It might seem we could avoid this with another one I saw, "School choice is a right not a privilege." But in practice the system walks right over this "right" by giving us Coke-and-Pepsi style choices between nearly identical stupid-making institutions, and by finding ways to reinforce class differences within schools instead of between them. The right to school choice does not even begin to be empowering until it includes the right to not go to school at all.
"Driving is a right not a privilege." The automobile is probably the most wasteful technology in history. Its cost in human labor, in resources consumed and toxins produced in its manufacture and use, in vast stretches of the earth turned to asphalt wastelands of roads and parking lots, is so extravagant that only the elite can ever drive, and not for much longer. But on a deeper level than that, driving is not even a benefit, but an obligation and a dependency. Most people who own automobiles own them because they need them to get around, because they live in cities where their living places and their laboring places and their food sources are all separated by miles and miles of pavement laid down to make room for automobiles.
Now you could go broader and say "Transportation is a right not a privilege," but if the places we needed to go weren't so far away from each other, separated by so many desolate and restricted spaces, "transportation" wouldn't even be a need. If we had a society where people were physically healthy and active, and almost all trips were less than a mile on inviting pathways, and food and shelter were generated locally, we wouldn't even use the word "transportation."
I could go on and on. Computers have a massive ecological footprint and draw our attention into a thin simulated world. Voting is almost always a false choice between antidemocratic options, and when it isn't, the CIA usually comes in and topples the winner. "Leisure" is a recent concept implying that by default you're not free but laboring under coercion, and that when you're not being coerced you focus on selfish entertainment. "Clean water" usually means water treatment technologies, which just redistribute toxins out of the drinking water and into someplace else, from where they eventually go back into the water, and get to be taken out again, typically generating profit for the same entities that made the toxins in the first place.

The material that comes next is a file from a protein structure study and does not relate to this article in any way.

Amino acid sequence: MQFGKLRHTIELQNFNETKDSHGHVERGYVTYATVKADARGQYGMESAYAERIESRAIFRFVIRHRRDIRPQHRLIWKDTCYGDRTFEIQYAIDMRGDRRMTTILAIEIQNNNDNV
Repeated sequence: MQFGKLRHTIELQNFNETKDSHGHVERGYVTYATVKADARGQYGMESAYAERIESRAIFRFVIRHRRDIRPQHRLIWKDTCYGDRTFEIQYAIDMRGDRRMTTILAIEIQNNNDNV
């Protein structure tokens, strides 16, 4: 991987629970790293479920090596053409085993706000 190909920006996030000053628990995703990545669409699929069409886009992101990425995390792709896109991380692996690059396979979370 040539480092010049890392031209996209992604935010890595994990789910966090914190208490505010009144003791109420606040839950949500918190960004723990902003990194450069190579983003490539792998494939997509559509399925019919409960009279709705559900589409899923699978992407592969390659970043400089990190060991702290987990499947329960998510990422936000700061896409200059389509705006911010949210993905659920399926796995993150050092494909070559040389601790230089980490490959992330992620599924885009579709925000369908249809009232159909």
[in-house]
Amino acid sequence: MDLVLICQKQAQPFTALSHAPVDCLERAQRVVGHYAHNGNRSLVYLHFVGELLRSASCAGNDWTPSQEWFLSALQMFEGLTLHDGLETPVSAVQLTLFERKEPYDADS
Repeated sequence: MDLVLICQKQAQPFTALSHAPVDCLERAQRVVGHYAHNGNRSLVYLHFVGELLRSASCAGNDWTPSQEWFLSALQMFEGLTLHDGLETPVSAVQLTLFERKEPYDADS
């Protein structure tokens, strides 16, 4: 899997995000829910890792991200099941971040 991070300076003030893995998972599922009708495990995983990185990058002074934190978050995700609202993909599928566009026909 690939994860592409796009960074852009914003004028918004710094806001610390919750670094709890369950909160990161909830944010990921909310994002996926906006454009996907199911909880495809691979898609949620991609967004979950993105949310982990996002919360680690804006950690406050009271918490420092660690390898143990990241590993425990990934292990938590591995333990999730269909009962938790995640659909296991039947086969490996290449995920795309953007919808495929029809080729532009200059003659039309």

A right is always a privilege, if "right" means something that has to be dispensed by some program, and "privilege" means something scarce and supposedly good that's tied into a depriving system. A right is just a privilege that well-meaning shallow-sighted people try to give to everyone. But if we define a "right" as something that's implicit in the basic structure of society, so that everyone has it without anyone making any effort -- clean water because there are no poisons, freedom because there's no authority, equality because there are no means to concentrate wealth or power -- then that's really the opposite of the other kind of "right," and we wouldn't ever have a reason to declare it a right.
For example, maybe no one has ever spoken of the right to see color. Some people are colorblind but they don't think of it as deprivation of a right. But suppose we all had a chip put in our heads, by the ColorSee Corporation, that blocked us from seeing color unless we paid ColorSee a monthly fee. Then we would talk about "rights," and liberals would not try to get the chips taken out, because that's just naive romanticism and we can't go back you know; instead they would demand a government subsidy so that everyone could pay ColorSee. And then the rich would hate the liberals and the poor, because damn it we had to spend years at painful schooling and jobs to afford to see color, and now the poor are going to get it for free which means we wasted our lives. And while we're all fighting about this, someone is inventing a wonderful new technology that, for a reasonable fee, allows us to breathe...
If you think this is all a ridiculous nightmare fantasy, I think so too. Welcome to it.